CHULA VISTA, Calif. (KGTV) - A Chula Vista police officer celebrating a birthday in Las Vegas was injured in the mass shooting at the Route 91 Harvest Festival, department officials confirmed Wednesday.
CVPD officials said Agent Fred Rowbotham was attending the festival Sunday night with his wife and another couple when the gunfire erupted. The group was about 100 feet from the stage where singer Jason Aldean was performing.
When the shooting began, Rowbotham said, "I immediately recognized the sound, but in my mind, I was trying to explain it away. I looked at the stage for pyrotechnics which may explain away the sounds. I didn’t see anything. I looked at the nearby speaker tower, thinking perhaps there was a problem there. The sounds stopped and I thought that perhaps it was an electrical problem, but then the sound of fully automatic rifle fire started again and we knew immediately what it was."
CVPD officials detailed Rowbotham's account:
The sound was very loud. The men grabbed their wives and yelled, "we need to go!" The venue was a big open area with no place to take cover. Many people seemed unsure of what to do and were frozen in place. Rowbotham knew that when you go places, the first thing you should do is to identify the exits. He had done that so they knew where to go. Gunshot sounds were coming from the west, so they ran east. Looking at the crowd, he noticed many attendees were huddled on the ground not moving, and only half were running. As they ran toward the exit, they could feel things hitting them on the back side, perhaps the asphalt pavement chipping as bullets impacted the ground. At this time, they also heard bullets flying by. The volley of bullets seemed to be targeted closer to the stage where most of the crowd was. This second volley seemed to be targeted toward where people were fleeing.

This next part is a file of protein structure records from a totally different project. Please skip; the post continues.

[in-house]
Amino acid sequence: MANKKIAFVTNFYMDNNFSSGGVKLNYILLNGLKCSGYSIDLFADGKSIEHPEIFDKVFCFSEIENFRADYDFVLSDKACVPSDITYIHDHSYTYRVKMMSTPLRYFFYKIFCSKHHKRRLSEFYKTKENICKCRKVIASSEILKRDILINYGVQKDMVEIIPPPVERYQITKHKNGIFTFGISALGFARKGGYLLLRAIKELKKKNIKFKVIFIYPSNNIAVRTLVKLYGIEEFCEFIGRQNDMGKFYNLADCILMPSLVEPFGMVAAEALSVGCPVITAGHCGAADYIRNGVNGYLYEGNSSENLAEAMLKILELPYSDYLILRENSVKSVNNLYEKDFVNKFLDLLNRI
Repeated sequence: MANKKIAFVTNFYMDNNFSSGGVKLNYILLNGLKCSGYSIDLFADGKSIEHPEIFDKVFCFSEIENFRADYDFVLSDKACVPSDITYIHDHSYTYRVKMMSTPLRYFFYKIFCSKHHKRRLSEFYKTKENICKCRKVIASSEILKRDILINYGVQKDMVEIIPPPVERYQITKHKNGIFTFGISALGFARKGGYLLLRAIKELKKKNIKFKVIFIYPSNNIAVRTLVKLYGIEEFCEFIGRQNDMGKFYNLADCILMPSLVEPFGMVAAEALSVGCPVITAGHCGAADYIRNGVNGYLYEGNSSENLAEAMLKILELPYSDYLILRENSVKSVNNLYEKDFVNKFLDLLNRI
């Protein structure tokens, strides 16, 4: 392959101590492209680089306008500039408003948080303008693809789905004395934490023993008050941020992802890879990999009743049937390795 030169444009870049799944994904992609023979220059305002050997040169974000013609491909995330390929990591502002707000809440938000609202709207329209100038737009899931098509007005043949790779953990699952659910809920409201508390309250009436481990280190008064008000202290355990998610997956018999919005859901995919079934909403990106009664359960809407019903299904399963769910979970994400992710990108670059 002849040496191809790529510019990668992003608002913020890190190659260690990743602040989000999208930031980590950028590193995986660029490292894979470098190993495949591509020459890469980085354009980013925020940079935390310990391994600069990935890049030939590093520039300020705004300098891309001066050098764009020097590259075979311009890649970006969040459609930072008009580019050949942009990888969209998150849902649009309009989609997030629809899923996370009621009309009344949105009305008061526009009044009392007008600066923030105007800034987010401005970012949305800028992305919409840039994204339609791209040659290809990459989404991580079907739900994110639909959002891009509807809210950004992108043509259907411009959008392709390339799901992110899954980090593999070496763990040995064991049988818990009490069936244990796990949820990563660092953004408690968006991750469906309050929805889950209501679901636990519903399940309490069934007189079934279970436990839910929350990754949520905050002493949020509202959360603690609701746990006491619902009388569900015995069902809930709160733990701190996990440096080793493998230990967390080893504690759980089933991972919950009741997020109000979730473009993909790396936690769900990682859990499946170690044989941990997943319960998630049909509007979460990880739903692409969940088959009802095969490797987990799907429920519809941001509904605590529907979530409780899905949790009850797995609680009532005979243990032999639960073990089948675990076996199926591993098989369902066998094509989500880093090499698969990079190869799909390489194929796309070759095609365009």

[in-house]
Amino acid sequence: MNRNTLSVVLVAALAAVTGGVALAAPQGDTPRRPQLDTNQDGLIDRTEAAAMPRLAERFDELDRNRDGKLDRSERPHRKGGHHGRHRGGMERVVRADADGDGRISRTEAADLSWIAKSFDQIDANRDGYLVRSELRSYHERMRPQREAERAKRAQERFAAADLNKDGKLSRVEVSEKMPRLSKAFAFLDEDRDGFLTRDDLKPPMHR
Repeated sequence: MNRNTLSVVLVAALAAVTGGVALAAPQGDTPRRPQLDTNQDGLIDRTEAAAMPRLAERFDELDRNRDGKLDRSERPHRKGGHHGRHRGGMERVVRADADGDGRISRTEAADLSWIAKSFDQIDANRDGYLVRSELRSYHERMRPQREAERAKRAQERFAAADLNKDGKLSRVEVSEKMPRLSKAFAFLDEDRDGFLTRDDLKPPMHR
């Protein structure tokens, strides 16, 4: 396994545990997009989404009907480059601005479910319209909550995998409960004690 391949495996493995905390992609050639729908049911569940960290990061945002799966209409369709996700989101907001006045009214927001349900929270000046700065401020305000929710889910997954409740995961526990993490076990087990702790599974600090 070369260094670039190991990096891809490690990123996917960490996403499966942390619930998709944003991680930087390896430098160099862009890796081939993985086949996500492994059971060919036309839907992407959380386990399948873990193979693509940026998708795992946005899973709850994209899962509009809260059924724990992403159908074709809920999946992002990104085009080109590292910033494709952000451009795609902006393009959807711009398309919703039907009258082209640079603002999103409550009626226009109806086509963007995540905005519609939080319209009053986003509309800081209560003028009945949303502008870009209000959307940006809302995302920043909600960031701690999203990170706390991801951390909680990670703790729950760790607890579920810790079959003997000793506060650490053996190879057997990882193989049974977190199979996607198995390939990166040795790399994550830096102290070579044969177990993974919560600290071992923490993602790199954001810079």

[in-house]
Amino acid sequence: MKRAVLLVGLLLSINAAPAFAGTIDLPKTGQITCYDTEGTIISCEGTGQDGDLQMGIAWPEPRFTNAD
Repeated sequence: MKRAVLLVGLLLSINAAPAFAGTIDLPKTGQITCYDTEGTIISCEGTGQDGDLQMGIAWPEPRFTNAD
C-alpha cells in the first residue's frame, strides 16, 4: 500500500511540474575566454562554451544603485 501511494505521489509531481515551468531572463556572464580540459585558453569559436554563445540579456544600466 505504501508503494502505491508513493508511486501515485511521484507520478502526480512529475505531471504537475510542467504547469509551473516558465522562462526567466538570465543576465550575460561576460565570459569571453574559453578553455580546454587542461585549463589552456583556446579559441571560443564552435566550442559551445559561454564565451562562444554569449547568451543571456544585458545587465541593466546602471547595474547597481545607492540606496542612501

Rowbotham said his wife fell, but he held onto her and insisted they continue toward the exit. Then, he felt a bullet graze his left hip. Although he was bleeding from the injury, he kept running toward the airport. About 100 people started following them and Rowbotham says he kept telling people, "we’ve got to keep moving." It seemed like people didn’t know what to do. Seriously wounded were being put in nearby pick-up trucks as well as ambulances.
The group walked until they reached a large security fence at the airport perimeter. Many in the group were falling down from exhaustion but wouldn’t stop until they felt they were a safe distance away. Someone in the group kicked in a door and the group emerged on to the runway where they hiked until they came upon three Las Vegas Police Department vehicles approaching them. The officers were well aware the group was fleeing the active shooter scene and waved them to continue moving across the airport tarmac.
The group of 100 stayed there for several hours and were following social media and receiving updates from friends - much of which turned out to be rumors. They were amazed at how long and consistent the gunfire was. It seemed as though it went on for 20 minutes and they could still hear shooting from the airport tarmac. Eventually, airport buses came to pick up the group and took them to the airport terminal.
After renting a car at the airport, the Rowbothams took others with them to a friend's house in Las Vegas. This was the first opportunity for them to tend to their own wounds and try to assess what happened. After tending to his grazing gunshot wound, Rowbotham said they relaxed but no one could sleep that night.
"As much as I try, I'll never forget this birthday," said Rowbotham. "The sound of automatic rifle fire, even in this line of work as a police officer, is very rare. The sound of hearing bullets whizzing by is something you never want to hear."
His best piece of advice is that you have to determine a course of action once you are in this situation. Run, hide, fight. As an officer, his instinct is to put up a fight first, but in this circumstance, the only option was to collect those nearby and run to safety. The bottom line is…always be prepared.